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Butterscotch-Pecan Cake

This statuesque cake hides a sweet secret underneath its pecan sheath: brown-butter frosting and butterscotch-soaked layers spiked with rum, both of which make familiar flavors seem sophisticated.

  • Servings: 14
Butterscotch-Pecan Cake

Source: Martha Stewart Living, November 2008


For the Cakes

  • Vegetable-oil cooking spray, for pans
  • 3 3/4 cups all-purpose flour
  • 1 1/4 teaspoons baking powder
  • 3/4 teaspoon baking soda
  • 2 1/2 teaspoons coarse salt
  • 10 ounces (2 1/2 sticks) unsalted butter, softened
  • 2 1/2 cups packed dark-brown sugar
  • 4 large eggs, room temperature
  • 1 tablespoon plus 1 teaspoon pure vanilla extract
  • 1 1/4 teaspoons rum, preferably golden or dark
  • 1 1/4 cups buttermilk, room temperature

For the Frosting

  • 12 ounces unsalted butter (3 sticks), 1 stick left whole, 2 sticks cut into small pieces, softened
  • 2 cups packed dark-brown sugar
  • 1 cup heavy cream
  • 1/2 teaspoon coarse salt
  • 20 ounces cream cheese, softened
  • 1/2 cup confectioners' sugar, sifted

For the Butterscotch Sauce

  • 2/3 cup packed dark-brown sugar
  • 3 ounces (6 tablespoons) butter, cut into pieces
  • 1/2 cup light corn syrup
  • 1/4 teaspoon coarse salt
  • 1/2 cup heavy cream
  • 2 cups pecan halves, toasted and chopped, plus more halves for garnish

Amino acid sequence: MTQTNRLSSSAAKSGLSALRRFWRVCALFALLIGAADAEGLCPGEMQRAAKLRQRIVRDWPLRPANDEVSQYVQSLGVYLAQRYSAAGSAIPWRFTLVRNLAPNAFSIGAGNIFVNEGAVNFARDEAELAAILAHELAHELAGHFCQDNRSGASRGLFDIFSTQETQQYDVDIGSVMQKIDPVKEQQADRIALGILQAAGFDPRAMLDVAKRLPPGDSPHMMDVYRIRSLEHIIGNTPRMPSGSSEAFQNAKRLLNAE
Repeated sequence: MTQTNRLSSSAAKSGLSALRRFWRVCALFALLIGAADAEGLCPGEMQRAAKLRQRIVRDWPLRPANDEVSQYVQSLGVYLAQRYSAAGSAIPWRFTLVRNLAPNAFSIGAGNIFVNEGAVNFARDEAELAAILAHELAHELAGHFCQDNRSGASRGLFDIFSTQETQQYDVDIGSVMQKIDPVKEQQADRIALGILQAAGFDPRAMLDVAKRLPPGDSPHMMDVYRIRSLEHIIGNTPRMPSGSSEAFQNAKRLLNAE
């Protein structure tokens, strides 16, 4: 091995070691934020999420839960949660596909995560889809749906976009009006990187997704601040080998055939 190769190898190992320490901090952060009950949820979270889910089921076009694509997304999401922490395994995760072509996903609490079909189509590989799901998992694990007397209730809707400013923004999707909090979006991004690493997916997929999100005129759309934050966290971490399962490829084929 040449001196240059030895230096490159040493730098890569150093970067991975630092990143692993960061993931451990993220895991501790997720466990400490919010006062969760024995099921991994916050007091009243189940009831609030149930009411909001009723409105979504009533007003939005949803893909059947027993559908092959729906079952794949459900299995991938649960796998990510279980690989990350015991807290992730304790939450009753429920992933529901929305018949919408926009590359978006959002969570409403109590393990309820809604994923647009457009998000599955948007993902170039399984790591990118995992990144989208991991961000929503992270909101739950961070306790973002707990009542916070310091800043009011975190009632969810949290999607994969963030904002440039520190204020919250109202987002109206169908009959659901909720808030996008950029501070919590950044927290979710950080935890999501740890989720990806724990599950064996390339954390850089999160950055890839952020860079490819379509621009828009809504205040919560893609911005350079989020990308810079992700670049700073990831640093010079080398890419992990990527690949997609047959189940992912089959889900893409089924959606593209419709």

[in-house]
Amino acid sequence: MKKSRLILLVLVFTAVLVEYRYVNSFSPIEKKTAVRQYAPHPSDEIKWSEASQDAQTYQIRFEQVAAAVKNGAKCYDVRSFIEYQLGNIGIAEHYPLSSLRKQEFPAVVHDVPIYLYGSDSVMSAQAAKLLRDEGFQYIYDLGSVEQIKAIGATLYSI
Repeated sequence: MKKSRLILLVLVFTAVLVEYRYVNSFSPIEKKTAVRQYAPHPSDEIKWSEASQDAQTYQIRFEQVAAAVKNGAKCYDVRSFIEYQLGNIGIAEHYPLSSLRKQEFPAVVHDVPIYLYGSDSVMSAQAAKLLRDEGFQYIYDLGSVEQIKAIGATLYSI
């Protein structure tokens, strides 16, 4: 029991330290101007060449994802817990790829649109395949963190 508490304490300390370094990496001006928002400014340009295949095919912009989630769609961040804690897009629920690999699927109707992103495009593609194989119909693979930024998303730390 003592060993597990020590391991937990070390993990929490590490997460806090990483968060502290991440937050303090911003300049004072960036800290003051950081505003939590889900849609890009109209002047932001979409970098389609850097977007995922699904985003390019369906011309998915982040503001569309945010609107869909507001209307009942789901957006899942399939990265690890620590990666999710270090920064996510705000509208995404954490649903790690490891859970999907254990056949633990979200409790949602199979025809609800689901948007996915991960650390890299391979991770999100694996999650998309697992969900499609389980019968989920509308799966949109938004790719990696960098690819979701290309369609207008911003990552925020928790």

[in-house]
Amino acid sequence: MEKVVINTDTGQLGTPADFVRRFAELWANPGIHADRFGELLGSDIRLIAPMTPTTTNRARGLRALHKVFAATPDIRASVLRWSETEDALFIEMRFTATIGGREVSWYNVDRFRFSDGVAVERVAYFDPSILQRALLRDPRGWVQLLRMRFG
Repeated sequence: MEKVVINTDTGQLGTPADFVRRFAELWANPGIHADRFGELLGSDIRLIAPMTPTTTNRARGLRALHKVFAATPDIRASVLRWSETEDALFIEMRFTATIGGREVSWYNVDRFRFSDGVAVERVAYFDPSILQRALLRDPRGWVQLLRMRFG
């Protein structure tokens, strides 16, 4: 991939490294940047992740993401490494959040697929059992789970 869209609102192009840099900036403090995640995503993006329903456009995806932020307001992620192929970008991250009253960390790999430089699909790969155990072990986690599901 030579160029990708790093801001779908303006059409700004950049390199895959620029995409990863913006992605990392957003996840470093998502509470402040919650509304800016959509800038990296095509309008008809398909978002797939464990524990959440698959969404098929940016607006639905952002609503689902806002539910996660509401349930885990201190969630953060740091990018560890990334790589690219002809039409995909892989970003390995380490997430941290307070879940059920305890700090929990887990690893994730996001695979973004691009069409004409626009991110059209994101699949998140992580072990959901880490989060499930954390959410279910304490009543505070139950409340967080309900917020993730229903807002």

1. Make the cakes: Preheat oven to 325 degrees. Coat three 8-by-2-inch round cake pans with cooking spray, line with parchment, and coat parchment. Whisk flour, baking powder, baking soda, and salt in a medium bowl.

  2. Beat butter and brown sugar with a mixer on medium-high speed until pale and fluffy, about 5 minutes. Beat in eggs, 1 at a time, beating well after each addition, then add vanilla and rum. Reduce speed to low. Add flour mixture in 2 additions, alternating with buttermilk. Raise speed to medium-high, and beat for 2 minutes. Divide batter among pans.

  3. Bake cakes until golden brown and testers inserted in centers come out clean, about 40 minutes. Transfer pans to wire racks, and let cool slightly. Invert cakes onto racks. Let cool.

  4. Make the frosting: Melt 1 stick butter in a medium saucepan over medium heat until dark golden brown, about 10 minutes. Add brown sugar, cream, and salt, stirring until sugar dissolves. Bring to a boil, whisking constantly, and cook for 3 minutes. Transfer to a mixer bowl, and let cool.

  5. With machine running, add remaining butter, a few pieces at a time, and beat on low until incorporated. Raise speed to medium, and beat for 2 minutes. In another bowl, beat cream cheese and confectioners' sugar on medium-high until fluffy and smooth, about 3 minutes. Add brown-butter mixture to cream cheese, and beat until smooth. Cover, and refrigerate until chilled, at least 2 hours (or overnight, beating on low speed before using).

  6. Make the butterscotch sauce: Mix sugar, butter, corn syrup, and salt in a small saucepan over medium heat, and cook, stirring, until sugar dissolves. Bring to a boil, and cook for 2 minutes. Remove from heat, and whisk in cream. Return to heat, and cook for 2 minutes. Let cool slightly.